Jay Higginbotham

Prieur Jay Higginbotham (1937-2017) was an author, historian, and activist whose major accomplishments included founding the Mobile Municipal Archives and writing several important works about southern history and international relations. He is best known for his award-winning Old Mobile (1977) and for a nonfiction work about the Soviet Union in the 1960s called Fast Train Russia (1981), which sets the conciliatory tone for Higginbotham's subsequent approach to international politics. Although a native of Pascagoula, Mississippi, Higginbotham's primary professional accomplishments took place during his residence in Mobile, Mobile County.

Born on July 16, 1937, to Prieur Jay Higginbotham Sr. and Vivian Inez Perez Higginbotham, Jay Higginbotham spent the majority of his earliest years in Pascagoula. He was one of three children. He attended Pascagoula High School, playing football and running track. After graduating in 1955, he attended the University of Mississippi in Oxford, completing a history degree in 1960. He then pursued graduate studies at the City College of New York in New York City and at American University in Washington, D.C.

After a brief stint working as an assistant clerk with the Mississippi House of Representatives, Higginbotham moved to Mobile in 1962, where he began teaching in the public school system. In 1966, Higginbotham made a journey around the world, visiting 42 countries, climbing Mount Fuji in Japan, and traveling across Russia on the Trans-Siberian Railway. The latter experience would serve as the subject matter for his memoir, Fast Train Russia. Higginbotham also began making a name for himself as a historian with a focus on the American South. Two of his earliest works were The Mobile Indians (1966) and Mobile: City by the Bay (1968).

Higginbotham married Alice Louisa Martin of Montgomery, Montgomery County, on June 27, 1970; they would have three children. In 1973, he took a job with the Mobile Public Library to oversee its Local History Division's acquisitions and other daily functions. In 1977, he published Old Mobile, his most significant historical work. The book received several literary awards, including the General L. Kemper Williams Prize from the Louisiana Historical Association in 1977, an award of merit from the Mississippi Historical Society in 1978, the Alabama Library Association nonfiction award the same year, and the Gilbert Chinard Prize in 1978 from the Institut Fran├žais de Washington and the Society for French Historical Studies.

In 1981, Higginbotham's memoir of his trip around the world, Fast Train Russia, was published in the Soviet Union; it appeared in an American edition in 1983. In the book, Higginbotham describes his travels from Nakhodka through Vladivostok, Irkutsk, Novosibirsk, Omsk, and other cities before his arrival in Moscow. Initially viewed as an outsider by the other passengers, Higginbotham earned the respect and friendship of his fellow adult travelers by making friends with the children on the train. He subsequently attained an almost celebrity status among his fellow passengers. The book, which includes brief excerpts from Higginbotham's journal before each chapter, captures the poignant humanity of the Soviet citizens on the train and shows readers how Higginbotham was able to separate the political from the humane. Higginbotham made several subsequent trips to the Soviet Union and made numerous speeches and appearances on Soviet television and broadcasts across Asia in which he advocated greater friendship between the Soviet Union and the United States.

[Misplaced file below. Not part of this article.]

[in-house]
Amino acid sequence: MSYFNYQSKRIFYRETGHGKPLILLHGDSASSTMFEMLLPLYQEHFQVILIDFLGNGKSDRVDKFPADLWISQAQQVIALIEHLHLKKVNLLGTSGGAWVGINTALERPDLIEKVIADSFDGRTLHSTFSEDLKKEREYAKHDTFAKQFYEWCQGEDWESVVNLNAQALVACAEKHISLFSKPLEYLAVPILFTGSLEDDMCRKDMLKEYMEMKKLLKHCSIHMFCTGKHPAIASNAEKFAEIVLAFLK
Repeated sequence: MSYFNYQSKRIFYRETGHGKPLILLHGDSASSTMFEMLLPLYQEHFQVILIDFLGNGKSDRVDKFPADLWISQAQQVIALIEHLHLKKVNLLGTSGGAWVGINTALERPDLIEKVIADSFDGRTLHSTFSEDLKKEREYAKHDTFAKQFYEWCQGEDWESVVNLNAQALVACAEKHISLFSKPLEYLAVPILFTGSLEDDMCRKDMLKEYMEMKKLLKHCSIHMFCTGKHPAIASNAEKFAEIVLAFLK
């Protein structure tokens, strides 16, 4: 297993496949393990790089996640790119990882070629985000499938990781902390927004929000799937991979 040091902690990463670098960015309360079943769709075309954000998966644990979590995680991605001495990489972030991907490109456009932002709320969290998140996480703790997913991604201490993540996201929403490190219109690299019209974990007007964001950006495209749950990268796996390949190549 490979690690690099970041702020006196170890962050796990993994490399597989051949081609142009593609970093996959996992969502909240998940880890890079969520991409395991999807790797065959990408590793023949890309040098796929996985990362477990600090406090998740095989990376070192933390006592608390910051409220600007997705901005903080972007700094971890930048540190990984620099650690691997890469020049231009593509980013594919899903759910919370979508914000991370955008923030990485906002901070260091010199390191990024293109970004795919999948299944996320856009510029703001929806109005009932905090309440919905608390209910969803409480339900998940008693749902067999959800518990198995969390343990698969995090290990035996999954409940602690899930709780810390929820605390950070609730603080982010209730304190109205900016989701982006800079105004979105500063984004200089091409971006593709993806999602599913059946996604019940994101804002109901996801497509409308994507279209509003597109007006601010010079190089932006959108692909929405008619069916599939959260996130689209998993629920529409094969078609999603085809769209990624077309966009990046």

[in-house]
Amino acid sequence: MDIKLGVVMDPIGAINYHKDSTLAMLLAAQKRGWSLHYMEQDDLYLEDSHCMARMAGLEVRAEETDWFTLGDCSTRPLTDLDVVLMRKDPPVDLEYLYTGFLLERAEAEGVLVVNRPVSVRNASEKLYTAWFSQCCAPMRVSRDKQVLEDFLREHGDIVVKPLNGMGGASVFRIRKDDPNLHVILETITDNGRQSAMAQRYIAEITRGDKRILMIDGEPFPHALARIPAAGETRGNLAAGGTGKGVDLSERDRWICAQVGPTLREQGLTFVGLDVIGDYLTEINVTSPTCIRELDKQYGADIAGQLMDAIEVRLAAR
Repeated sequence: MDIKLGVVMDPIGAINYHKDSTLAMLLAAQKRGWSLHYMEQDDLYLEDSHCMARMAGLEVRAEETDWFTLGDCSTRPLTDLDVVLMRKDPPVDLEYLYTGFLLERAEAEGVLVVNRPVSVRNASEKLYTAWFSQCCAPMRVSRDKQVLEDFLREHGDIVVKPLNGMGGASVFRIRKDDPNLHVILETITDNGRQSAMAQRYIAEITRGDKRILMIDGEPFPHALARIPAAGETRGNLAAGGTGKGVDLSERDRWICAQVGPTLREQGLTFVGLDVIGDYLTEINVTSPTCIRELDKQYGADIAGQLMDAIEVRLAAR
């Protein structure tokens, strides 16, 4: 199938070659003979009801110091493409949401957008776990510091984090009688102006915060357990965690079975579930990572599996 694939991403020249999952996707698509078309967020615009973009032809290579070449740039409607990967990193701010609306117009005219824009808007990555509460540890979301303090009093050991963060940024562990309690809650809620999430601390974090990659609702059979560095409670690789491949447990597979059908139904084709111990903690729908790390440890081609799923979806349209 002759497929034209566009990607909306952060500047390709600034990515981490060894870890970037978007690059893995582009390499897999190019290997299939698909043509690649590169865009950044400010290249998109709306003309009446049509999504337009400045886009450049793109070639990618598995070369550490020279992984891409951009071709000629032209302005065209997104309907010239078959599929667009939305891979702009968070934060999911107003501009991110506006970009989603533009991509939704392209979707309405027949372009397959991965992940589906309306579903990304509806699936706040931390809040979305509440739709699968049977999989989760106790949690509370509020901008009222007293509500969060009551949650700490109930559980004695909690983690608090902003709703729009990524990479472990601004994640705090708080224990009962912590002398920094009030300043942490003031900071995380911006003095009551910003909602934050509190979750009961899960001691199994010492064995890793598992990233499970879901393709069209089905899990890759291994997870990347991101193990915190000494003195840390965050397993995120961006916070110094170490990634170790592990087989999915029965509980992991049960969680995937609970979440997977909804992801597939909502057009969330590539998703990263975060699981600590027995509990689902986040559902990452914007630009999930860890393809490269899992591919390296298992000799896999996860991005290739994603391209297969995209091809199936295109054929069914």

Higginbotham received the Mobile Scroll of Merit Award and the Elizabeth Gould Award in 1981. He was instrumental in founding the Mobile Municipal Archives in 1983, serving as its director until his death. He also helped found the Mobile Association of Sages and Savants, a literary club that brought internationally known authors to the city. In 1986, Higginbotham and Russian poet Yevgeny Yevtushenko helped create a sister-city relationship between Mobile and the Russian city of Rostov. In 1993, he visited Havana, Cuba, and was an organizer of the Society Mobile-La Habana, helping to establish the first sister-city relationship between the United States and Cuba. Politically, he advocated a doctrine of American reconciliation between countries such as the USSR and Cuba rather than promoting a particular political stance. Higginbotham received the Alabama Humanitarian Award in 1999, and he became director emeritus of the Mobile Municipal Archives in 2001.

In his later years, Higginbotham devoted much of his time to the Red Cross and to various boards and commissions in the Mobile area. He helped to establish the Founders of Old Mobile Society, chaired the Mobile Tricentennial Commission, and was active in the League of Women Voters. The Special Collections Department of the University of Mobile's J. L. Bedsole Library holds his personal papers and correspondence from 1986 through 2009. His writings have been translated into more than two dozen languages and have been distributed in more than 125 countries. Higginbotham died on June 20, 2017, in Mobile.

Selected Works by Jay Higginbotham

The Mobile Indians (1966)

Mobile: City by the Bay (1968)

Fort Maurepas: The Birth of Louisiana (1969)

Old Mobile: Fort Louis de la Louisiane, 1702-1711 (1977)

Fast Train Russia (1981)

The Vital Alliance: Speeches and Statements on Soviet-American Relations, 1979-1988 (1988)

Discovering Russia: People and Places (1989)

Mauvila (1990)

Additional Resources

James G. Lesniak, ed. "Higginbotham, (Prieur) Jay." In Contemporary Authors, p. 239. Detroit, Mich.: Gale, 1992.

Lloyd, James B. Lives of Mississippi Authors, 1817-1967. Oxford: University Press of Mississippi, 2009.

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